Emperor: Rediscovering an Icon of Black Liberation

By Louis A. DeCaro, Jr.

In 1882, a small notice appeared in the Huntsville [Georgia] Gazette, reporting that the skull of Shields Green, one of John Brown’s raiders, was on exhibit at a store in Athens, Georgia. This notice appeared in a few other Southern papers, suggesting the possibility that the skull may have been elsewhere displayed in the South, and that it was at a point of interest to whites.  

As this report suggests, by the later nineteenth century, the South had made a dramatic comeback from defeat in the Civil War, having taken back white supremacy with a vengeance after the betrayal of Reconstruction. From the standpoint of the white South, the skull of this little known black Harper’s Ferry raider was something of a trophy, even a relic from a time when the South was at its height as a slavocracy, and John Brown and his raiders had died on the gallows after attempting to defeat their “peculiar institution.”

But the notation of Shields Green’s skull on display was also a real referent to historical memory because there were still many people who remembered the Harper’s Ferry raid and the impact of Brown’s invasion of Virginia upon the South. In the aftermath of the raid, after Brown’s defeat and incarceration, the Southern press carried constant reports about him, including short descriptions of the several Harper’s Ferry raiders who had survived with him, and who likewise shared his fate on the gallows in 1859.

Among these many reports, the dark-skinned Shields Green was frequently described, typically in the most negative terms. Unlike the other jailed black raider, John Copeland, Virginians expressed no sympathy toward Green, known by his comrades as “Emperor.” During their trials, while the light-skinned Copeland, a recruit from Oberlin, Ohio, elicited some sympathy among Southerners, Emperor was constantly disdained. An undercover reporter for the antislavery New York Tribune even observed how Emperor was viciously harangued and abused by the prosecutor because, as a dark-skinned man, he had allegedly shown too much interest in a “mulatto” woman on one of the local plantations. After their executions, both black men’s remains were stolen away by students from the Winchester Medical College, and despite appeals from the family of Copeland, neither body was surrendered.  Of course, the “scientific” desecration of black bodies was nothing new in the South. But while the remains of Copeland and Green were irretrievably lost, it is worth noting that Emperor’s skull was somehow preserved and that nearly a quarter of century after the raid it was viewed as something of a trophy by the white South.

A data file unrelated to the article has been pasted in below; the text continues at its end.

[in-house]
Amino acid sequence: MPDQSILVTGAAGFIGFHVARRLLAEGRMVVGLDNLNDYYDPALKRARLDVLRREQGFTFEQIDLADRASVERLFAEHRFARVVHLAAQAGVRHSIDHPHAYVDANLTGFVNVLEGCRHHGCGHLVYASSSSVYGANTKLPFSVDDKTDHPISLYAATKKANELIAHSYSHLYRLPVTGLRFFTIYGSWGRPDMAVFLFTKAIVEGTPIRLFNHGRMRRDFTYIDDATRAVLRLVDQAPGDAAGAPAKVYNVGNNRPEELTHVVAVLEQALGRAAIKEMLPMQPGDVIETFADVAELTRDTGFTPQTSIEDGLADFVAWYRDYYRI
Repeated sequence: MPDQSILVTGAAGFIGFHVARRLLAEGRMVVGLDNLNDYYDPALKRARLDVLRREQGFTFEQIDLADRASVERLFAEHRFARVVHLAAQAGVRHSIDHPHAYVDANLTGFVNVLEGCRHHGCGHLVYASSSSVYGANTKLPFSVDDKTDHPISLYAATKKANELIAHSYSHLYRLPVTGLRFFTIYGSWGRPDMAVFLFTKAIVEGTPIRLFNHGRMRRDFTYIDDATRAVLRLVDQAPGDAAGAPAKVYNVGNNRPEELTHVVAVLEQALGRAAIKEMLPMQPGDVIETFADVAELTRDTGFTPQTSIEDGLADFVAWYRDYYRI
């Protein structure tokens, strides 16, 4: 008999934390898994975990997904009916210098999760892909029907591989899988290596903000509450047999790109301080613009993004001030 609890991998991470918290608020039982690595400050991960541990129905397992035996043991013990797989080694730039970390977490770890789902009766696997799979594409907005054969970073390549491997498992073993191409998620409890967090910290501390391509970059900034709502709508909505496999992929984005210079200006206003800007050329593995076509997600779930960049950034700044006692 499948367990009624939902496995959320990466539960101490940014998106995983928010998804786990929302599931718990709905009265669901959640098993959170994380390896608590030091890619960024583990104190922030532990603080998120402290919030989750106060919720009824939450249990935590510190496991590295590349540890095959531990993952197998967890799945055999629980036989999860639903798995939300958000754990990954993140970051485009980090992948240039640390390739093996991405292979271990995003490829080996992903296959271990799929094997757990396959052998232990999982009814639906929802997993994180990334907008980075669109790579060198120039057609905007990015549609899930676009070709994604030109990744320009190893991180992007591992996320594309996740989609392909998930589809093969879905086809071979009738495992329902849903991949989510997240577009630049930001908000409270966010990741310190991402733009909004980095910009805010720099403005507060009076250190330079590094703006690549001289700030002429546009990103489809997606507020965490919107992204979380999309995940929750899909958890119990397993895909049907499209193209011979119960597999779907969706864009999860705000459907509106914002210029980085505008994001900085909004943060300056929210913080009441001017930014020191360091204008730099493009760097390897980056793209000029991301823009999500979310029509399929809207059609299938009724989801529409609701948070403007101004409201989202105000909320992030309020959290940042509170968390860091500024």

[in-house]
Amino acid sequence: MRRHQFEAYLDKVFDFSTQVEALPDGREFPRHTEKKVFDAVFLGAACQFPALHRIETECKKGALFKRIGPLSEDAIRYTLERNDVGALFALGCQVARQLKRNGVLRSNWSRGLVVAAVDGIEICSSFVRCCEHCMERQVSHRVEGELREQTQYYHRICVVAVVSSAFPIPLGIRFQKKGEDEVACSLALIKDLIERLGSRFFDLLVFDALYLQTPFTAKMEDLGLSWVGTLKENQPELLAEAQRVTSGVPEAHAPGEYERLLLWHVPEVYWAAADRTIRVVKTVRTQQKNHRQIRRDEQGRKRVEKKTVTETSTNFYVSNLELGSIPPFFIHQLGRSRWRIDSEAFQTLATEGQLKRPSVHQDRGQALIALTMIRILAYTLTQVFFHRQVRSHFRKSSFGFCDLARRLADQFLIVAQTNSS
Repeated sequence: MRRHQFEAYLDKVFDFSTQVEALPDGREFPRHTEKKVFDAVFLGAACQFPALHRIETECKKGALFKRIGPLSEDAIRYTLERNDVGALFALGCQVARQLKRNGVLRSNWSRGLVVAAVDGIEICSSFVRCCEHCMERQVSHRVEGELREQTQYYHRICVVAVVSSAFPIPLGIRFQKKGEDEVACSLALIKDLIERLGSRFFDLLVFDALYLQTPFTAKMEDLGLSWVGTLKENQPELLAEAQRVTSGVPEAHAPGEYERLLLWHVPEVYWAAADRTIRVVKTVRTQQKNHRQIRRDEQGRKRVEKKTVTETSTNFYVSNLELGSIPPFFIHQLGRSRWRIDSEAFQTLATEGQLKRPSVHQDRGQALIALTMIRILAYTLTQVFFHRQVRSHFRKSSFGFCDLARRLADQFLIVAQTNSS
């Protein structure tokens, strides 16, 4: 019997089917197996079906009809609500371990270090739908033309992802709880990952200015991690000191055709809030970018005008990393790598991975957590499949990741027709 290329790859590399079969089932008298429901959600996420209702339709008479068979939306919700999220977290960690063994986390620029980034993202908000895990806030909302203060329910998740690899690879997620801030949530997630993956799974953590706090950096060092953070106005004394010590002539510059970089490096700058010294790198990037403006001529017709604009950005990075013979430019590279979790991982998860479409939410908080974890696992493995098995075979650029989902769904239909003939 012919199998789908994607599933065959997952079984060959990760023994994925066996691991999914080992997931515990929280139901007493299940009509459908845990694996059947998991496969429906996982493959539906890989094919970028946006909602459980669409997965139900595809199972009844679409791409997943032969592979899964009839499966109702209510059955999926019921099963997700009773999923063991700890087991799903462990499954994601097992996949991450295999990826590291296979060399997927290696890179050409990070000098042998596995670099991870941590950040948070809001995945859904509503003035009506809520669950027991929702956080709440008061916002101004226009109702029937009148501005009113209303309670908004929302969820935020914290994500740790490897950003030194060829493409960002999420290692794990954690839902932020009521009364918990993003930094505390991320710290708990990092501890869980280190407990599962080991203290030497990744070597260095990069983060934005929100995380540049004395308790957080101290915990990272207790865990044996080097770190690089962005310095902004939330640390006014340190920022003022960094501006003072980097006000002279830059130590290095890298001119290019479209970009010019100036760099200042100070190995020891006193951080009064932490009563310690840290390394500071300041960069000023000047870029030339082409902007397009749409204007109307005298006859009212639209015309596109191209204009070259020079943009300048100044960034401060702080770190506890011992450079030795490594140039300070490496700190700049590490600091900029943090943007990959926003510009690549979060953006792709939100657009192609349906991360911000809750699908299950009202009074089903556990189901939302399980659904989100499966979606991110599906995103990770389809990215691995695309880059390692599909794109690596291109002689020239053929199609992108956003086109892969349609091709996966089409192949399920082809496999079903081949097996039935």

In 2020, the feature film, “Emperor,” was released, a largely fictionalized account of the story of Shields Green. But if the movie is historically unreliable, it is not entirely the fault of the producers. Little is known of Emperor’s life, except for a thin description in the record, largely supplied by John Brown’s daughter in later life. What is known about him with certainty is that he had fled Charleston, South Carolina, that he was widowed, and that he left a young son behind. Emperor had somehow managed to smuggle himself by boat to the harbor of New York City and finally made his way to Rochester, New York, where he came to know the abolitionist orator, Frederick Douglass. But this skeletal narrative leaves many questions unanswered, and often even historians have been presumptive in filling in some of the blanks, especially assuming that Emperor had been a slave in the South. In “Emperor,” presumption is stretched thin: Green (played by Dayo Okeniyi) kills a ruthless slave foreman who had beaten his son, and then his wife is shot and killed as Emperor makes his escape.  In the movie, too, Green makes his way overland to the North where he is enlisted by John Brown (played by James Cromwell) because of his militant reputation, which has preceded him in his flight.